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Governor's Kop Signal Tower, Albany District

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Post date: 07/08/2012
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History: At regular intervals on the hills east of Graham there is a line of interesting structures, some of them visible from the national road, that attracts the traveller’s attention. These are the signal towers erected in 1843—44.
It stands to reason that, apart from forts, attention was given to establishing a signalling system by which the military headquarters in Grahamstown could be informed of events along the border. Consequently Lt.-Col. Griffith George Lewis, Officer Commanding the Royal Engineers, who was responsible for the design and erection of fortifications on the eastern frontier after the Sixth Xhosa War, decided to establish a telegraph system—the first in South Africa. Two lines of signal towers were built: one extended northwards to connect Grahamstown with Fort Beaufort, the other stretched eastwards to provide communication with Fort Peddie.

The key point of the whole system was the signal tower on Governor’s Kop, nine miles east of Grahamstown. Being 823 metres above sea level, it commanded an excellent view over the whole terrain right up to the distant Fish River area. One line ran northwards from Governor’s Kop, with towers at Graskop near Fort Brown, Botha’s Post between the Kat and the Koonap Rivers, Danshoogte about 11 kilometres from Fort Beaufort and a final one just south of Fort Beaufort. Another line extended eastwards from Governor’s Kop via Fraser’s Camp tower and Piet Appel’s Tower on the Fish River to Fort Peddie, with a branch from Fraser’s Camp to Bathurst. The signals received at Governor’s Kop were to be passed on to Fort Selwyn on the slope behind the Drostdy in Grahamstown so that the military headquarters could immediately take whatever steps might be necessary.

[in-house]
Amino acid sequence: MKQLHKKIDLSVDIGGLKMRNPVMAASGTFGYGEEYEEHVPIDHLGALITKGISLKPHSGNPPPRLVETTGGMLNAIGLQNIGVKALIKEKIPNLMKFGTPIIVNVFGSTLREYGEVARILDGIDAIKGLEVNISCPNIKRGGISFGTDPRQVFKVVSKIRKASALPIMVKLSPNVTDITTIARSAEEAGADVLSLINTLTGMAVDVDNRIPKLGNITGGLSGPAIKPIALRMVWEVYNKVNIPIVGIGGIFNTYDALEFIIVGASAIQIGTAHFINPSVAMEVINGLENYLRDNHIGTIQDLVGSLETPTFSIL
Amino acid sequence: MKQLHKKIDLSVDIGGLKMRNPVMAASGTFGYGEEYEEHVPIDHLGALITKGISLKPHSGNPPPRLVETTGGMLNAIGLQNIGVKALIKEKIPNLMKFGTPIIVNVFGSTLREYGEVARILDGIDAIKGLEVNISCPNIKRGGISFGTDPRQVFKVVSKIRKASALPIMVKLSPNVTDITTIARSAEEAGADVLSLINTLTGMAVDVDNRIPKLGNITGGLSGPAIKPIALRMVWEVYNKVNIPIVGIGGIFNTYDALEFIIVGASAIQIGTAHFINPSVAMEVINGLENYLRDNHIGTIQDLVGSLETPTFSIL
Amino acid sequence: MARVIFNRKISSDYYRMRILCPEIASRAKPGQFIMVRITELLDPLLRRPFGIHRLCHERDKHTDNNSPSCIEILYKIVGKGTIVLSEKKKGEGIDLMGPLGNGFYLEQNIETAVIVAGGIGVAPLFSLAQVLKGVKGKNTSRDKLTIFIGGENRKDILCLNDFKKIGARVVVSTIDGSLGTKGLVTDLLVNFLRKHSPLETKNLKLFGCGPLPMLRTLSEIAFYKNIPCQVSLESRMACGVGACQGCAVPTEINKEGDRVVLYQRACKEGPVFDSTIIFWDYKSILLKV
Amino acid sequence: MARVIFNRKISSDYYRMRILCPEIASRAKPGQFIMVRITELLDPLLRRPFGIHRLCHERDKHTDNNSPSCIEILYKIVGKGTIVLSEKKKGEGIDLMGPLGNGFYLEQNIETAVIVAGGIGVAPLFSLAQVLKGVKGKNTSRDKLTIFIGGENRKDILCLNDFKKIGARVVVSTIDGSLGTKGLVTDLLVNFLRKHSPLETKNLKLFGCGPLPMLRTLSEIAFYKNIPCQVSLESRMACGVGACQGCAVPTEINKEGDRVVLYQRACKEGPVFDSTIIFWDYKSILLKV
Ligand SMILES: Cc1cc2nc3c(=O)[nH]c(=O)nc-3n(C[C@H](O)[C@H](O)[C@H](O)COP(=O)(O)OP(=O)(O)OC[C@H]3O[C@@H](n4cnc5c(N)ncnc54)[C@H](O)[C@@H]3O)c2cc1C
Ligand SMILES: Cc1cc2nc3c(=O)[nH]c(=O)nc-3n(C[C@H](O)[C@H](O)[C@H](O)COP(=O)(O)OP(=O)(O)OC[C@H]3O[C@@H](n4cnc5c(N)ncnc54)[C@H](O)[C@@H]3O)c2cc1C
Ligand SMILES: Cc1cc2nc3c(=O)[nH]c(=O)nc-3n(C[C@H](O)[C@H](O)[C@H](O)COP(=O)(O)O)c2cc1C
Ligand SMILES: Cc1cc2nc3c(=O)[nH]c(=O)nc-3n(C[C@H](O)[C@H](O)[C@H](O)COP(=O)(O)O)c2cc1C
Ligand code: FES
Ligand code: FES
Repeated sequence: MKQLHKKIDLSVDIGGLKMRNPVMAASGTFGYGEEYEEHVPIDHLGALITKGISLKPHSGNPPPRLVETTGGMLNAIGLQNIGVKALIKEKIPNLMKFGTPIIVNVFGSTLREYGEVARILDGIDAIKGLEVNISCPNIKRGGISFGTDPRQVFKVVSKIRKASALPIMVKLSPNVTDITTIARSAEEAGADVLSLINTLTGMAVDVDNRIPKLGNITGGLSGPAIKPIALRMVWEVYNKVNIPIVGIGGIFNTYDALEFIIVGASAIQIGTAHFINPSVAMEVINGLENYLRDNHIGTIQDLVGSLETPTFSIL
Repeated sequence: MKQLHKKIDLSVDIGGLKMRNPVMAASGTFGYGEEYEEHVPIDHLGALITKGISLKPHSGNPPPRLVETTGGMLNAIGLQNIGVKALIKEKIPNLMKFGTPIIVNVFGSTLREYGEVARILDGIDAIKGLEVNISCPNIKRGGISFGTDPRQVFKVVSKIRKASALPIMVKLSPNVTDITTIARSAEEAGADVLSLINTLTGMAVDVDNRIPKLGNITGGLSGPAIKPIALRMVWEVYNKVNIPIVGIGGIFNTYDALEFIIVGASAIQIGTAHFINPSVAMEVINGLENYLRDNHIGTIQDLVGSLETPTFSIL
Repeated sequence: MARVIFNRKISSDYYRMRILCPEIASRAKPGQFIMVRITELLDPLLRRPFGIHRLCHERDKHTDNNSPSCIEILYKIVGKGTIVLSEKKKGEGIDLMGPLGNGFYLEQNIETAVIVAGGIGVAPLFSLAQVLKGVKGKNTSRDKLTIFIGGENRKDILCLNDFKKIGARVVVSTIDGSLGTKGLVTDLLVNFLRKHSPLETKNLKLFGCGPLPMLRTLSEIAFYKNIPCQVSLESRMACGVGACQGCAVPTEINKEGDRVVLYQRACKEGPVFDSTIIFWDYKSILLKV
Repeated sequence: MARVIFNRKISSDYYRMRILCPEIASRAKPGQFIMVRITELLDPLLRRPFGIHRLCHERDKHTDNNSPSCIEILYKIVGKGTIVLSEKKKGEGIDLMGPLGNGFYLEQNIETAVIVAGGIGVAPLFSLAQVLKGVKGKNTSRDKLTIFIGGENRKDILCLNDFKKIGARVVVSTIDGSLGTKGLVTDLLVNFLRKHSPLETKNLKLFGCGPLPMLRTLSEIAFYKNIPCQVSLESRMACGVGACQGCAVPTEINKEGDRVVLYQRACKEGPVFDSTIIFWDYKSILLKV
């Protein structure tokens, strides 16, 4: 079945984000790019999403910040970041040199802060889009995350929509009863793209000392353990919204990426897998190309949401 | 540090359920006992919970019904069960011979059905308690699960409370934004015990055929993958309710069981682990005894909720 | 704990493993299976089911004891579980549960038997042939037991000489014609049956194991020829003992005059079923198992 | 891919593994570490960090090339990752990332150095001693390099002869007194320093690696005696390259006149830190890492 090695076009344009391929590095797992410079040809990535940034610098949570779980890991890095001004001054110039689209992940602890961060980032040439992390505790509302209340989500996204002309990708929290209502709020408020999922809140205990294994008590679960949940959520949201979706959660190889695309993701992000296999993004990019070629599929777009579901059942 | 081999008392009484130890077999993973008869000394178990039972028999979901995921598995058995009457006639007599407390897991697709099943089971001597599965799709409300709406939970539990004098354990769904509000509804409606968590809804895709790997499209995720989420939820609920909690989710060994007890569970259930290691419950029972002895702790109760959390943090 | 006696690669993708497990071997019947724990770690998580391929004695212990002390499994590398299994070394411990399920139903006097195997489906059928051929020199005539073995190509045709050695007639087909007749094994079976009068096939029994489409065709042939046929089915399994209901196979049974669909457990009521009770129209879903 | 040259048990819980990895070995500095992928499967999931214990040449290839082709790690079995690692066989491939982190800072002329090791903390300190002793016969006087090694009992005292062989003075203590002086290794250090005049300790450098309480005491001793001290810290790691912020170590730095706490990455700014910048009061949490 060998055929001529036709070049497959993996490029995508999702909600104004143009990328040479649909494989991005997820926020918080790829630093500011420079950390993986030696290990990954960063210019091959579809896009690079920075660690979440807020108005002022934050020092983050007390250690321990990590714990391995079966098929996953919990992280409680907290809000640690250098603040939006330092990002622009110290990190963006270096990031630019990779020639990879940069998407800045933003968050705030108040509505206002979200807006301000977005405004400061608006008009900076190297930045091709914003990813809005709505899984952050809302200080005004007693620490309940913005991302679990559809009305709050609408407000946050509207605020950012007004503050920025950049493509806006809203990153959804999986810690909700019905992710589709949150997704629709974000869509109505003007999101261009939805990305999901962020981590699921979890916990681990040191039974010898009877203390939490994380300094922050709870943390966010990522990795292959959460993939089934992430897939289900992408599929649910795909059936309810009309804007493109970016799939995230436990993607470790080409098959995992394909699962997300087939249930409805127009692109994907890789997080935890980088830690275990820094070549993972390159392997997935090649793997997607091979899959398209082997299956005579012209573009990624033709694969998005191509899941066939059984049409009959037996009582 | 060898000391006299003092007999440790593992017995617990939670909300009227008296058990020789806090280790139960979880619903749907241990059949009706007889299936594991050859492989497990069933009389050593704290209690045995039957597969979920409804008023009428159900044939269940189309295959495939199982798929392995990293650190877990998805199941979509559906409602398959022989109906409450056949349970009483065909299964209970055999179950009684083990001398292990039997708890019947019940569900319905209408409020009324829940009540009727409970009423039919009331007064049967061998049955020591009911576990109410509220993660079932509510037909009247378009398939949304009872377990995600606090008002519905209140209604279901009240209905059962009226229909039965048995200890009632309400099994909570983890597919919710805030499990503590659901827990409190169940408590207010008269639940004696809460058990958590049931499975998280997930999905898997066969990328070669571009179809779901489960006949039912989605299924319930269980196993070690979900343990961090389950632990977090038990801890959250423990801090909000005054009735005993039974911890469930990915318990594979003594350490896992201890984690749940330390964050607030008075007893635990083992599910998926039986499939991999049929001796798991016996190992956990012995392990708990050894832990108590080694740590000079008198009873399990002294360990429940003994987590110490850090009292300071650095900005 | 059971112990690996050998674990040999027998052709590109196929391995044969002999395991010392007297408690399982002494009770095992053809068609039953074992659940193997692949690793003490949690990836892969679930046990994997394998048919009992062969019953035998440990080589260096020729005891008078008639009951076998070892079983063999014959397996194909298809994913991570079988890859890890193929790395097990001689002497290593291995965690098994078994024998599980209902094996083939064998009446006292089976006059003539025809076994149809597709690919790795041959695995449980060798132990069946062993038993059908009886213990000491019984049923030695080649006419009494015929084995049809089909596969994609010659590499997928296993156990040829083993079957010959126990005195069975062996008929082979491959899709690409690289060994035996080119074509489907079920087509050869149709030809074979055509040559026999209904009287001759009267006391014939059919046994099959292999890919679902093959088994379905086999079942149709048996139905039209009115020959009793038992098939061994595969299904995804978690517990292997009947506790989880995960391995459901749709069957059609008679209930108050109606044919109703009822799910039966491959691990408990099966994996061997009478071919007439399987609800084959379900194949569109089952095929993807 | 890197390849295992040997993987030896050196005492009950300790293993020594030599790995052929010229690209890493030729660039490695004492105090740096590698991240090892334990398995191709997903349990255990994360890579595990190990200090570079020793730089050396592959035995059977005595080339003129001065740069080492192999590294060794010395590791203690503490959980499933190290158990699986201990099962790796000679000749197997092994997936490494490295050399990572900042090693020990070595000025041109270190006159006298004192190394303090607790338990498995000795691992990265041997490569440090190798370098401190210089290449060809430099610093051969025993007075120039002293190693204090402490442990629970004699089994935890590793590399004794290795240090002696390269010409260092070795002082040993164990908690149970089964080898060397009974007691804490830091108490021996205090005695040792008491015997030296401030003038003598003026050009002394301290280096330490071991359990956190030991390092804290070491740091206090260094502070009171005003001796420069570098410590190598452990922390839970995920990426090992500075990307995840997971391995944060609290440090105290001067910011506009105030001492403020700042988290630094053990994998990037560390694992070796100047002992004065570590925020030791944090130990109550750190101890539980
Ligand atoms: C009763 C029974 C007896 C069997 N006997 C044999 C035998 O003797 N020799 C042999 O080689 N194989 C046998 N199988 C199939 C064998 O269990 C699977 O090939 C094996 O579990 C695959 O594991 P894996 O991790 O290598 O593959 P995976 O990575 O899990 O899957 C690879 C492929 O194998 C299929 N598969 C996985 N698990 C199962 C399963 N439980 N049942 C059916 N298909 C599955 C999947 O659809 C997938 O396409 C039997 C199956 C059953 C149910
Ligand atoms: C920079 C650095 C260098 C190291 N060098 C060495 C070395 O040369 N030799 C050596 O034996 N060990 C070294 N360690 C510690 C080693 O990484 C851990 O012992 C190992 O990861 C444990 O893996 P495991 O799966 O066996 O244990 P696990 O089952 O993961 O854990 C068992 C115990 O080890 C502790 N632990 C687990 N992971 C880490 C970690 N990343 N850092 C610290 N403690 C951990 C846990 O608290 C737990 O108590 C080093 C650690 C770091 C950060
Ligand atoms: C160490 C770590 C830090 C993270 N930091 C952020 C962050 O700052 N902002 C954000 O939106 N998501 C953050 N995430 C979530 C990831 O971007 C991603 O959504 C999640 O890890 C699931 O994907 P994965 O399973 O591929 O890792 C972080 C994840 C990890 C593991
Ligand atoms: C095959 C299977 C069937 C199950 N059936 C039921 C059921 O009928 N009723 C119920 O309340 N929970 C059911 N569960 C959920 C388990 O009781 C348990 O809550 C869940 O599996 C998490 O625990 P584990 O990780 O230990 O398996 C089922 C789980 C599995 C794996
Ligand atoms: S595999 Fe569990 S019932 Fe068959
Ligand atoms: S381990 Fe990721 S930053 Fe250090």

During the years 1843 and 1844 a certain Henry Hall built the towers at a cost of R1 000 each, but when the War of the Axe broke out only the towers of the northern line had been equipped with signalling devices or semaphores. However, the system proved to be a total failure. In the first place, the semaphores were unsuited to the terrain and the climate. In the early mornings when they were most needed, most of the towers were covered in the bright arms of the semaphores played the strangest tricks and rendered the signals undecipherable. Besides this, the towers were completely isolated at the first attack, so that the troops who manned them could obtain neither supplies nor water. Consequently they were abandoned by the troops and set alight by the Xhosa. In their book A Narrative of the Kaffir War of 1850—1851, Godlonton and Irving record that these towers, built with great trouble at great cost, never were, or would be of the slightest use. In 1847 British Kaffraria was incorporated by Great Britain and the towers fell into disuse. Most of them were handed over by the War Ministry to the colonial government.
Visual Description: The signal towers were 9 metres high, well fortified and each had two rooms, one above the other, to house the men. Each tower was equipped with signalling apparatus or semaphore of a type which was already in use in France and England. Some of these towers were built at existing forts.
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Condition: Fair
Construction Date: 1843
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